Much has been written about the silencing of anti-war dissent in Israel by a populace almost universally supportive of military action in Gaza. Such support – inspired by feelings of vulnerability amidst rocket fire and informed by the country’s rightward shift – has made speaking out against the violence not just uncomfortable, but dangerous. Not a single anti-war demonstration in the past month has concluded without participants being attacked and beaten by nationalistic counter-protesters.
And yet, while the silencing of anti-war dissent has been a troubling manifestation of Israelis’ support for war, even more troubling has been the societal numbness; the societal disregard for Palestinian suffering which has been manifested in unsettling, and sometimes shocking, ways.
It’s not bombastic to say that empathy is dead in Israel right now from a societal standpoint, a metaphorical casualty of the current violence. Evidence of this isn’t just being seen in statistical polls, but in a seemingly endless stream of incidents. Consider the following three, representative of a real phenomenon few in Israel deny:
- Israeli soldiers prank called a Gaza hotel, joking about it being bombed.
- A moment of silence in Jerusalem’s artsy theater for those killed in Gaza is met with shouts of “Shame!” and “You’re raping the audience!“
- A Bar Illan University professor’s email to students, expressing hope that none of their family members had been harmed in Gaza, inspired the university’s president to email students, apologizing for the “hurtful letter … which contravene[s] the values of the university.”
These scenes are just three representing countless such episodes happening online and in everyday life. Of course, they’re not scenes taking place within a vacuum. A conflict is ongoing. Israelis have had to run to bomb shelters with each rocket attack. People are being traumatized by the constant threat of war.
However, within this context, many leaders are doing their part to incite the populace and ensure that the unspeakable suffering of Palestinians, not to mention their humanity, remain invisible. Prime Minister Binyamin Netanyahu has been responsible for this, repeating the refrain that Palestinians in Gaza don’t care about life, and reminding everyone that the thousands of dead are not so much victims as desired public relations weapons in Hamas’ fight against Israel.
Netanyahu’s words have been tame when compared to those of the Knesset’s Deputy Speaker, who proposed placing Palestinians in tent encampments in Gaza before shipping them off to other countries. This call was preceded by a prominent chief rabbi who (falsely) declared that genocide with regard to Gaza was permitted by Jewish law to protect Israel.
Some might argue that all of this should be placed within the context of the growing issue of racism in Israel, which 95 percent of Israelis in March agreed is a national problem. However, such racism in many ways is just one more symptom, along with the disappearing empathy for the ‘other,’ of a decades-old conflict which is tearing at the soul of a country I love.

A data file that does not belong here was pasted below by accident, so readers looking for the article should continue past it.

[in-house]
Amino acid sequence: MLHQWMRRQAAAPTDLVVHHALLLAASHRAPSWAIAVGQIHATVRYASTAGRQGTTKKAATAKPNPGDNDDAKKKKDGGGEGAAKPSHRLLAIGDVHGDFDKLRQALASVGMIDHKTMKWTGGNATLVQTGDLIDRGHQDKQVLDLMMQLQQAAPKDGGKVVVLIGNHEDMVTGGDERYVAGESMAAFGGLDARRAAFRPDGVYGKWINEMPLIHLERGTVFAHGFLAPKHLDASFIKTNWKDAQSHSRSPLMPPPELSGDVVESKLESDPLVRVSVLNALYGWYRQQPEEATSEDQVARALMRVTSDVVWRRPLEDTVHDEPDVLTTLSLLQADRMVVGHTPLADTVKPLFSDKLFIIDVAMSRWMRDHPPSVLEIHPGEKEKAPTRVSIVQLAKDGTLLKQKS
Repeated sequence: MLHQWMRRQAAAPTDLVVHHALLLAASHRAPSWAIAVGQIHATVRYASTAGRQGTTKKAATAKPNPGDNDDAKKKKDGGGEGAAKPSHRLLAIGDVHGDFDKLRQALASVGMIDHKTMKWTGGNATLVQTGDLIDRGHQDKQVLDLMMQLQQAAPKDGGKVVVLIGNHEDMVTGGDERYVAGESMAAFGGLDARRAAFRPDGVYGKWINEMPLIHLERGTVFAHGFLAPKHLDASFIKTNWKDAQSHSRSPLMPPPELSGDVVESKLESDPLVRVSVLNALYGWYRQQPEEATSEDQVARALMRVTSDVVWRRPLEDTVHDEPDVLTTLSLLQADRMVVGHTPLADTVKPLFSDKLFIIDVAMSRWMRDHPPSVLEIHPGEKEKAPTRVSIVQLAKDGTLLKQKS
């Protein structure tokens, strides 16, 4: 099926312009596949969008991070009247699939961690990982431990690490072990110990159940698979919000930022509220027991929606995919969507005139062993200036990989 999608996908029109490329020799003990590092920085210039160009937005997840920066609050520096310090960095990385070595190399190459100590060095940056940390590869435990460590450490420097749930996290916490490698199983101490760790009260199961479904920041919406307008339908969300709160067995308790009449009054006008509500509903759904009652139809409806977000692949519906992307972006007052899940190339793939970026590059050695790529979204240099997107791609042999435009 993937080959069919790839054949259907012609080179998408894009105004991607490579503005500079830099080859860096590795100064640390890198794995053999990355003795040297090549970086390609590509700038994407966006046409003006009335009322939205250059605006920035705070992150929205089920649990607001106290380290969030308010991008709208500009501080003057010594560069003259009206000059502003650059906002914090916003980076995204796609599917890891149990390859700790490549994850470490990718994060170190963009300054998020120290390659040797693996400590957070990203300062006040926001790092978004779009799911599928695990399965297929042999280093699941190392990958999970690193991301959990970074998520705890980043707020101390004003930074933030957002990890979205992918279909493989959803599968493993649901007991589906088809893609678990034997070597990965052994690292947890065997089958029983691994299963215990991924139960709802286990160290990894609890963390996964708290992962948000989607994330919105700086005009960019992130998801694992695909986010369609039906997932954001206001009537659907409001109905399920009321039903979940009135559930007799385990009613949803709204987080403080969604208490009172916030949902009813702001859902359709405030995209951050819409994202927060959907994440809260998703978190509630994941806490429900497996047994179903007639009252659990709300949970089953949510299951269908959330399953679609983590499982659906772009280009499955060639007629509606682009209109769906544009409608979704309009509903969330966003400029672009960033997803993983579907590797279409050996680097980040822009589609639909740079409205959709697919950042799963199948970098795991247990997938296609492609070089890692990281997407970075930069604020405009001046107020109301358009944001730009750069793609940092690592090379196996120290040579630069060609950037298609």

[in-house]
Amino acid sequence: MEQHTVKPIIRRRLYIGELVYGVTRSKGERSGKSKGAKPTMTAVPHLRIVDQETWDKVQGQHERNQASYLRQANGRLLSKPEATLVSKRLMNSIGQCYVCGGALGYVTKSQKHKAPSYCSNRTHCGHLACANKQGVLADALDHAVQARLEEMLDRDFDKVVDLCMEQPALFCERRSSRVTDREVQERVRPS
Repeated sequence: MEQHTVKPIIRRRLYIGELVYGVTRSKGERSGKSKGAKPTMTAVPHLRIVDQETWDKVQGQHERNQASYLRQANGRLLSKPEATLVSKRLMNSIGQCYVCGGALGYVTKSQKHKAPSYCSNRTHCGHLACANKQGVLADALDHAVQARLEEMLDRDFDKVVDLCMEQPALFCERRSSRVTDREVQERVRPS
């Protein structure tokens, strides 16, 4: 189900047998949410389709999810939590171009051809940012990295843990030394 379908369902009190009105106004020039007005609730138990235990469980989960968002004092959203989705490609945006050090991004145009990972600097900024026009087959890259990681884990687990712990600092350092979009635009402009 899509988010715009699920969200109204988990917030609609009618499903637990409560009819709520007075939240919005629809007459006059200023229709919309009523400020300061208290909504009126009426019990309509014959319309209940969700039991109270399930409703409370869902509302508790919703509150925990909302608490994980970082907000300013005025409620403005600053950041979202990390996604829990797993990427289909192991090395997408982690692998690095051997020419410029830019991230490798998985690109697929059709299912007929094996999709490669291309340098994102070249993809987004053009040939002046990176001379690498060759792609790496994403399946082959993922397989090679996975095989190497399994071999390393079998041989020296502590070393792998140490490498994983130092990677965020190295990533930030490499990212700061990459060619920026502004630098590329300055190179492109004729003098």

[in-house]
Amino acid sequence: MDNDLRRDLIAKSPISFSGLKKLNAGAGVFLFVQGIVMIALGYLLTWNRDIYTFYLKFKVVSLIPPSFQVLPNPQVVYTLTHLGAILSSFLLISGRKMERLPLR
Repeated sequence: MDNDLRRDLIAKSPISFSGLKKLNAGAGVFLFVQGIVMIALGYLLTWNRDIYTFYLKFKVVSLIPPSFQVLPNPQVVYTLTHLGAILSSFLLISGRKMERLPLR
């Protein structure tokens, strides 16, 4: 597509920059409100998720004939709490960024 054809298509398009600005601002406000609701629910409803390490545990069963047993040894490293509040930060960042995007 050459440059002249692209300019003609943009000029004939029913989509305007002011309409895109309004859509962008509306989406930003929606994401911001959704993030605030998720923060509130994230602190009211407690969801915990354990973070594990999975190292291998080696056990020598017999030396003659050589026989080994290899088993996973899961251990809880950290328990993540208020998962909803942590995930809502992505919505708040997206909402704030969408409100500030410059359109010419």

Decades of occupation and conflict have led to this societal moment in which, after killing nearly 2,000 Palestinians and obliterating parts of Gaza, Israeli society is unwilling to acknowledge what it has done to the other side. As though admitting such would be tantamount to losing in a zero-sum game where only one side can be right, can be just.
Such an environment prompted Gregg Carlstrom to write an article entitled “The Death of Sympathy,” which he opens with the following panoramic paragraph:
Pro-war demonstrators stand behind a police barricade in Tel Aviv, chanting, “Gaza is a graveyard.” An elderly woman pushes a cart of groceries down the street in the southern Israeli city of Ashkelon and asks a reporter, “Jewish or Arab? Because I won’t talk to Arabs.” A man in Sderot, a town that lies less than a mile from Gaza, looks up as an Israeli plane, en route to the Hamas-ruled territory, drops a blizzard of leaflets over the town. “I hope that’s not all we’re dropping,” he says.
Yes, there are lone voices calling for the recognition of both Palestinian and Israeli suffering. Voices calling for Israelis to acknowledge what it has done to the other side, what it is doing to itself. Unfortunately, such lone voices are being silenced, and sometimes physically attacked.
Just as I mourn for the dead in Israel and Palestine, for the young soldiers killed and innocent civilians lost, I mourn for a society that seems to be slipping into numbness, and what that numbness portends.
David Harris-Gershon is author of the memoir What Do You Buy the Children of the Terrorist Who Tried to Kill Your Wife?, published recently by Oneworld Publications.
Follow him on Twitter @David_EHG.